Javanbakht, J; Pedram, B; Taheriyan, M R; Khadivar, F; Hosseini, S H; Abdi, F S; Hosseini, E; Moloudizargari, M; Aghajanshakeri, S H; Javaherypour, S; Shafiee, R; Emrani Bidi, R

2014-06-01

104

Epidemiological and Clinical Changes in American Tegumentary Leishmaniasis in an Area of Leishmania (Viannia) braziliensis Transmission Over a 20-Year Period  

PubMed Central

The Health Post of Corte de Pedra is located in a region endemic for American tegumentary leishmaniasis (ATL) in the Brazilian state of Bahia, and it treats 500–1,300 patients annually. To describe temporal changes in the epidemiology of ATL, we reviewed a random sample of 10% of patient charts (N = 1,209) from 1988 to 2008. There was a twofold increase in the number of cases over the 20-year period, with fluctuations in 10-year cycles. Patients were most frequently male, between the ages of 10 and 30 years, and engaged in agricultural labor; 4.3% of patients had mucosal disease, and 2.4% of patients had disseminated disease. Over the study period, the number of disseminated cases increased threefold, the proportion of cases in younger patients and agricultural workers decreased, and the proportion of patients residing in coastal areas increased. ATL is on the rise in Bahia, with a 10-year periodicity and evolving changes in epidemiology and manifestations of disease. PMID:22403312

Jirmanus, Lara; Glesby, Marshall J.; Guimaraes, Luiz H.; Lago, Ednaldo; Rosa, Maria Elisa; Machado, Paulo R.; Carvalho, Edgar M.

2012-01-01

105

American canine hepatozoonosis.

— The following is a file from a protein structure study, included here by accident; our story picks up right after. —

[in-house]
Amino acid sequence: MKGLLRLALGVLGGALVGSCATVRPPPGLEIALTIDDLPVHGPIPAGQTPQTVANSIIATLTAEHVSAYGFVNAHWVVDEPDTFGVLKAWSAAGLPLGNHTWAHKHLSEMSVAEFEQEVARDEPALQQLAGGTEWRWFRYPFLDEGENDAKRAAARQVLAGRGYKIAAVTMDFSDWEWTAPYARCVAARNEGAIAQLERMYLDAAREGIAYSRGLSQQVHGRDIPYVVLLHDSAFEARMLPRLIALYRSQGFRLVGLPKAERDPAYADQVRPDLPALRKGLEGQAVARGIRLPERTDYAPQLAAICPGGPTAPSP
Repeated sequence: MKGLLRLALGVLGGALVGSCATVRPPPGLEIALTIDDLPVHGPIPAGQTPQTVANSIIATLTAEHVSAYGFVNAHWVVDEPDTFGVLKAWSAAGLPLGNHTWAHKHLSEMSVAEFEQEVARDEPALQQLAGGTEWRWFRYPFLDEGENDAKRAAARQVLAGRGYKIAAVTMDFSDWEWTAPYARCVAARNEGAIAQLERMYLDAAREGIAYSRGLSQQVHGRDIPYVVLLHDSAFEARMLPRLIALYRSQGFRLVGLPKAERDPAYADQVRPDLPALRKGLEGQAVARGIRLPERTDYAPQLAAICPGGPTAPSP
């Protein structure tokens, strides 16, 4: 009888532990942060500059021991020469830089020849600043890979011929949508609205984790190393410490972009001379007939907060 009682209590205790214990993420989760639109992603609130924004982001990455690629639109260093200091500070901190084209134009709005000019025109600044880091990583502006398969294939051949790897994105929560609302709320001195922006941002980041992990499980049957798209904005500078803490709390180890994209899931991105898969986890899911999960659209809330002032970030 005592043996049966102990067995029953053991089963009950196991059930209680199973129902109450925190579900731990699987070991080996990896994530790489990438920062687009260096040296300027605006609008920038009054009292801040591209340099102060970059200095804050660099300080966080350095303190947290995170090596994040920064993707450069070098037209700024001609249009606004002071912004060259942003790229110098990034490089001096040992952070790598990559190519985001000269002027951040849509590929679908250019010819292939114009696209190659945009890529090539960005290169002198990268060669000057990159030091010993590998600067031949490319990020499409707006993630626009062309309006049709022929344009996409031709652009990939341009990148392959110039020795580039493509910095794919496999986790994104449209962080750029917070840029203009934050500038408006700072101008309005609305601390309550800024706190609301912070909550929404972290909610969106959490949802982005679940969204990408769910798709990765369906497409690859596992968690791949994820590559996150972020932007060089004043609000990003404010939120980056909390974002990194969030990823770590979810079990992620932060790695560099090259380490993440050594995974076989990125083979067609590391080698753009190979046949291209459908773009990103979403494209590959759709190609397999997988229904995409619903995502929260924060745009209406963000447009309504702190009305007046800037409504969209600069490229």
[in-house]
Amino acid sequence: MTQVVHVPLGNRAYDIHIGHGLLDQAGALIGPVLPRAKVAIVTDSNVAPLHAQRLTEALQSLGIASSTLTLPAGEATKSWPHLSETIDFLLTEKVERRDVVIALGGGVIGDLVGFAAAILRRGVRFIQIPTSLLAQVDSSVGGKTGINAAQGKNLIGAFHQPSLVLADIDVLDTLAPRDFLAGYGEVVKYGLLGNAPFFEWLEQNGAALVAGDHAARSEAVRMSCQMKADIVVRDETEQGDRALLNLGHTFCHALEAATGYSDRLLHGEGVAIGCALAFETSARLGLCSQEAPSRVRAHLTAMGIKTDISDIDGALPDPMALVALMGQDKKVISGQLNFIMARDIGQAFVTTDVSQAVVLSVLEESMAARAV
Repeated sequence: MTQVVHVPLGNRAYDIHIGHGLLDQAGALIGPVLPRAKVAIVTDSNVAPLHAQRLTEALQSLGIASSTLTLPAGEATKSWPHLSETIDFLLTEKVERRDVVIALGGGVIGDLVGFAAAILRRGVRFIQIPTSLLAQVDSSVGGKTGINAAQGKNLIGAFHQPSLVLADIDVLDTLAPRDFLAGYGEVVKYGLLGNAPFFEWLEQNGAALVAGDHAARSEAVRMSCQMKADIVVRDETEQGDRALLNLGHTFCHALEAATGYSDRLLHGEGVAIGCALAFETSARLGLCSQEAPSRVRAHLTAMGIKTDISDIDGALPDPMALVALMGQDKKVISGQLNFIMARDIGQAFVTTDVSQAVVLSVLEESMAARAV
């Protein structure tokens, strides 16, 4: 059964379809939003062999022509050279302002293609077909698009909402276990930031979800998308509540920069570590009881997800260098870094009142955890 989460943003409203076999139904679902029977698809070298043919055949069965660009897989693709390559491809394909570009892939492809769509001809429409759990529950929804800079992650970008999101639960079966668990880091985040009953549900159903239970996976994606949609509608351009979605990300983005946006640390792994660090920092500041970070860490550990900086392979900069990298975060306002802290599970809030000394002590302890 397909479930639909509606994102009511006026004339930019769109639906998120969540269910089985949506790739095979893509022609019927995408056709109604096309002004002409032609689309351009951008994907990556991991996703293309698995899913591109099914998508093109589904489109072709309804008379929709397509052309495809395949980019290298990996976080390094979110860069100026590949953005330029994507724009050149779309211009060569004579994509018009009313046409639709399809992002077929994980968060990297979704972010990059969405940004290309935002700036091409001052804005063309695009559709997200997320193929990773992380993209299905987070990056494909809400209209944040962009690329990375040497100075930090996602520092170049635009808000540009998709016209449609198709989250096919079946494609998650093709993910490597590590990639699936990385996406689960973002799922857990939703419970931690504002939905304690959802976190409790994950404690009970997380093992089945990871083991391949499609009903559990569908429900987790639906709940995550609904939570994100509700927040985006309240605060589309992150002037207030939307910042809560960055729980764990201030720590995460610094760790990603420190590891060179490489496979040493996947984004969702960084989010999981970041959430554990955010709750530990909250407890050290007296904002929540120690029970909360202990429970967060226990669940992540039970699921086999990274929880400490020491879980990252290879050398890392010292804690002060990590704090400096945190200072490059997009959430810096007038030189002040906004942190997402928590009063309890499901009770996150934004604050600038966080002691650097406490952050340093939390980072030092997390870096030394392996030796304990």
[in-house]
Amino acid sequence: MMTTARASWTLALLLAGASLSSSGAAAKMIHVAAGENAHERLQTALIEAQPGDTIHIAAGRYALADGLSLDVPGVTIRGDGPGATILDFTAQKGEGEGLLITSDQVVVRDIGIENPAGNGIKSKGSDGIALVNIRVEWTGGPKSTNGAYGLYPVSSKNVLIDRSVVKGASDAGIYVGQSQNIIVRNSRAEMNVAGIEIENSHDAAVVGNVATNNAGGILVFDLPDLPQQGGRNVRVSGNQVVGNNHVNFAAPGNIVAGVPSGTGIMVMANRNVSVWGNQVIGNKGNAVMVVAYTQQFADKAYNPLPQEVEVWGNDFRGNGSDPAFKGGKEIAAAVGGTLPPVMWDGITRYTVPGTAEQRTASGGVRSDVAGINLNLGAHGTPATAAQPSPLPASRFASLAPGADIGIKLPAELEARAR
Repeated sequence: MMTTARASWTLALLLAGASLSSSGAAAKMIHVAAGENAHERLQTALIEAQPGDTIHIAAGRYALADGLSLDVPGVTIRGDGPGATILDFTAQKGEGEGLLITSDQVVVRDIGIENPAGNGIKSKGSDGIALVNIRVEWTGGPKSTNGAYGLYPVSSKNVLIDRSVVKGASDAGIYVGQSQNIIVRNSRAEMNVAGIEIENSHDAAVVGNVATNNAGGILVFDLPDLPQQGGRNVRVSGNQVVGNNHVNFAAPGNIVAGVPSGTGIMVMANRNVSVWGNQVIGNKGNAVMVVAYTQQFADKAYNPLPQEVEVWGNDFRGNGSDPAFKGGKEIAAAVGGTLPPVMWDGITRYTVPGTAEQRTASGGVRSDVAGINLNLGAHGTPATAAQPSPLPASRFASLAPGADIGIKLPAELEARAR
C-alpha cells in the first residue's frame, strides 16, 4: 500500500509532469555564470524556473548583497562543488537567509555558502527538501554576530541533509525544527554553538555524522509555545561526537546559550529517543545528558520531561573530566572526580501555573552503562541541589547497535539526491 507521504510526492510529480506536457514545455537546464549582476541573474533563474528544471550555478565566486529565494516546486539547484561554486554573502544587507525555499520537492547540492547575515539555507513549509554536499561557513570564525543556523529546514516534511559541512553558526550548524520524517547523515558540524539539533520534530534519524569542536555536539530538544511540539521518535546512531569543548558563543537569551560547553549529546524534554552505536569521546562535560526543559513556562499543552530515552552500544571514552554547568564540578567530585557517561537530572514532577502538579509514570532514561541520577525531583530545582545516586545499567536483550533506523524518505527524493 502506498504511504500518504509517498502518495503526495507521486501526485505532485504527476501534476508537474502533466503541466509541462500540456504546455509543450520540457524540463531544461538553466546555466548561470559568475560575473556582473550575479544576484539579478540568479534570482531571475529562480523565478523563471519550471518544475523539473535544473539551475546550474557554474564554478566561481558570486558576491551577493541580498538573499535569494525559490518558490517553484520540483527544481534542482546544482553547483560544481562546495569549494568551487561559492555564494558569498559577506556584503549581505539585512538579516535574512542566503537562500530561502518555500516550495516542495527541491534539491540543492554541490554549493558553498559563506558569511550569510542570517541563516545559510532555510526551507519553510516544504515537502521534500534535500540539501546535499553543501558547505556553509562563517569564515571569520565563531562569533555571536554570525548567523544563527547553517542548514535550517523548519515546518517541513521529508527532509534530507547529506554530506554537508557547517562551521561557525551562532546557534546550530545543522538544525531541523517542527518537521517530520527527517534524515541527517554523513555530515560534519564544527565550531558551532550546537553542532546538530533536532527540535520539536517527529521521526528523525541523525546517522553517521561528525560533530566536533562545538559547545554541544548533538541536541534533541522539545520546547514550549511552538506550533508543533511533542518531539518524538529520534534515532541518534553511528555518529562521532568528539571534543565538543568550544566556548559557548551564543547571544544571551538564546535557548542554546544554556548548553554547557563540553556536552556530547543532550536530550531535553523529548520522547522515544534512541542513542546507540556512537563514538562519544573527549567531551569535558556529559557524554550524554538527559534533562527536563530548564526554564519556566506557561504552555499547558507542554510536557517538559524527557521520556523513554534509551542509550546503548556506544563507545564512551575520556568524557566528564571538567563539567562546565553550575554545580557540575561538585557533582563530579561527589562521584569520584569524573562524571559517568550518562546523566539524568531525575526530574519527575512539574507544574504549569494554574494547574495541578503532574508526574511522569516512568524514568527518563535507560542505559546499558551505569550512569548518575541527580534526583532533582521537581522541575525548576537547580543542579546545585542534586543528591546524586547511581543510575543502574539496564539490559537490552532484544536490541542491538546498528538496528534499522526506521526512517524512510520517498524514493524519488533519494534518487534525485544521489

PubMed

American canine hepatozoonosis is an emerging, tick-transmitted infection of domestic dogs caused by a recently recognized species of apicomplexan parasite, Hepatozoon americanum. The known definitive host of the protozoan is the Gulf Coast tick, Amblyomma maculatum. Presently recognized intermediate hosts include the domestic dog and the coyote, Canis latrans. Laboratory-reared larval or nymphal A. maculatum can be infected readily by feeding to repletion on a parasitemic intermediate host; sporogony requires 35-40 days. Transmission of infection to the dog has been produced experimentally by oral administration of mature oocysts or oocyst-containing ticks. Canine disease follows experimental exposure in 4-6 weeks and is characterized by systemic illness, extreme neutrophilic leukocytosis, muscle and bone pain, and proliferation of periosteal bone. Histopathological findings include multifocal skeletal and cardiac myositis associated with escape of mature merozoites from within the host-cell environment. There is also rapid onset of periosteal activation and osteogenesis and, less frequently, glomerulopathy and amyloidosis. Sequential stages of development of H. americanum in both the dog and the tick have been elucidated. Gamonts potentially infectious to ticks have been observed in peripheral blood leukocytes of the dog in as few as 28 days after exposure to oocysts. Young coyotes experimentally exposed to a canine strain of H. americanum acquired disease indistinguishable from that of similarly exposed young dogs. PMID:12885206

Panciera, R J; Ewing, S A

2003-06-01

106

Canine and feline parasitic zoonoses in China  

PubMed Central